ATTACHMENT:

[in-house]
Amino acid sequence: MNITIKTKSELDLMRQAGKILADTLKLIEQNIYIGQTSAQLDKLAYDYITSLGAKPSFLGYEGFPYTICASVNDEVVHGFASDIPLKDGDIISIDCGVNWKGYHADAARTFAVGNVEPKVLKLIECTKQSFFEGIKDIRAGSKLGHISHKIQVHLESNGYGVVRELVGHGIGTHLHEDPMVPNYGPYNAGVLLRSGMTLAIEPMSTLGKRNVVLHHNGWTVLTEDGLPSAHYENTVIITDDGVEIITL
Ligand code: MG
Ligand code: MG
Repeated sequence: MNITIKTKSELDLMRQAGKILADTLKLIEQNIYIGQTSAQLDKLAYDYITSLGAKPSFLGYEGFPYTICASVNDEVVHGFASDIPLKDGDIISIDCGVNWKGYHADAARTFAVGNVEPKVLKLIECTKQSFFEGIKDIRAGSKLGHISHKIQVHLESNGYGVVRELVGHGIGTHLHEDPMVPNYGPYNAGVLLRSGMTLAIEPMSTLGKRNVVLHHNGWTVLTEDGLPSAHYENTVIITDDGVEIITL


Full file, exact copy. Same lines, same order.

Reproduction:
[in-house]
Amino acid sequence: MNITIKTKSELDLMRQAGKILADTLKLIEQNIYIGQTSAQLDKLAYDYITSLGAKPSFLGYEGFPYTICASVNDEVVHGFASDIPLKDGDIISIDCGVNWKGYHADAARTFAVGNVEPKVLKLIECTKQSFFEGIKDIRAGSKLGHISHKIQVHLESNGYGVVRELVGHGIGTHLHEDPMVPNYGPYNAGVLLRSGMTLAIEPMSTLGKRNVVLHHNGWTVLTEDGLPSAHYENTVIITDDGVEIITL
Ligand code: MG
Ligand code: MG
Repeated sequence: MNITIKTKSELDLMRQAGKILADTLKLIEQNIYIGQTSAQLDKLAYDYITSLGAKPSFLGYEGFPYTICASVNDEVVHGFASDIPLKDGDIISIDCGVNWKGYHADAARTFAVGNVEPKVLKLIECTKQSFFEGIKDIRAGSKLGHISHKIQVHLESNGYGVVRELVGHGIGTHLHEDPMVPNYGPYNAGVLLRSGMTLAIEPMSTLGKRNVVLHHNGWTVLTEDGLPSAHYENTVIITDDGVEIITL